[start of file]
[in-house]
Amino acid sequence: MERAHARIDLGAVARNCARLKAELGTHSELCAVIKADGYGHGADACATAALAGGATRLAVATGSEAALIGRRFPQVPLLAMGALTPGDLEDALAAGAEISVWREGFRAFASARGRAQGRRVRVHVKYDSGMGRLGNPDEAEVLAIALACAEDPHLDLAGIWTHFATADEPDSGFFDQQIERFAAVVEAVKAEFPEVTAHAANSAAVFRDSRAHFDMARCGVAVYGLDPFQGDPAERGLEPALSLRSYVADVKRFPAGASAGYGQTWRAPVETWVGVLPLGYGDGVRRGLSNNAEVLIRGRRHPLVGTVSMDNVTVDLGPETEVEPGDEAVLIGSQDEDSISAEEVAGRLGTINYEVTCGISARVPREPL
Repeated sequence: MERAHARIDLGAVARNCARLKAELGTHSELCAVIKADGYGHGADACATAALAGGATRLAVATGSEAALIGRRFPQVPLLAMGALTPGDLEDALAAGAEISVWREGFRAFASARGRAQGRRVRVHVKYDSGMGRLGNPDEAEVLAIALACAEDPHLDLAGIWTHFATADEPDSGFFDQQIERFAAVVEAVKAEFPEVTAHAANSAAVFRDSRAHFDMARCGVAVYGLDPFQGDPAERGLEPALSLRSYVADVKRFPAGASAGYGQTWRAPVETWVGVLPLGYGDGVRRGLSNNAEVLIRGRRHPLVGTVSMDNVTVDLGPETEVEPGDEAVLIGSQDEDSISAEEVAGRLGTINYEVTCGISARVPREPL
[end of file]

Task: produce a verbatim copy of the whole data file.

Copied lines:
[in-house]
Amino acid sequence: MERAHARIDLGAVARNCARLKAELGTHSELCAVIKADGYGHGADACATAALAGGATRLAVATGSEAALIGRRFPQVPLLAMGALTPGDLEDALAAGAEISVWREGFRAFASARGRAQGRRVRVHVKYDSGMGRLGNPDEAEVLAIALACAEDPHLDLAGIWTHFATADEPDSGFFDQQIERFAAVVEAVKAEFPEVTAHAANSAAVFRDSRAHFDMARCGVAVYGLDPFQGDPAERGLEPALSLRSYVADVKRFPAGASAGYGQTWRAPVETWVGVLPLGYGDGVRRGLSNNAEVLIRGRRHPLVGTVSMDNVTVDLGPETEVEPGDEAVLIGSQDEDSISAEEVAGRLGTINYEVTCGISARVPREPL
Repeated sequence: MERAHARIDLGAVARNCARLKAELGTHSELCAVIKADGYGHGADACATAALAGGATRLAVATGSEAALIGRRFPQVPLLAMGALTPGDLEDALAAGAEISVWREGFRAFASARGRAQGRRVRVHVKYDSGMGRLGNPDEAEVLAIALACAEDPHLDLAGIWTHFATADEPDSGFFDQQIERFAAVVEAVKAEFPEVTAHAANSAAVFRDSRAHFDMARCGVAVYGLDPFQGDPAERGLEPALSLRSYVADVKRFPAGASAGYGQTWRAPVETWVGVLPLGYGDGVRRGLSNNAEVLIRGRRHPLVGTVSMDNVTVDLGPETEVEPGDEAVLIGSQDEDSISAEEVAGRLGTINYEVTCGISARVPREPL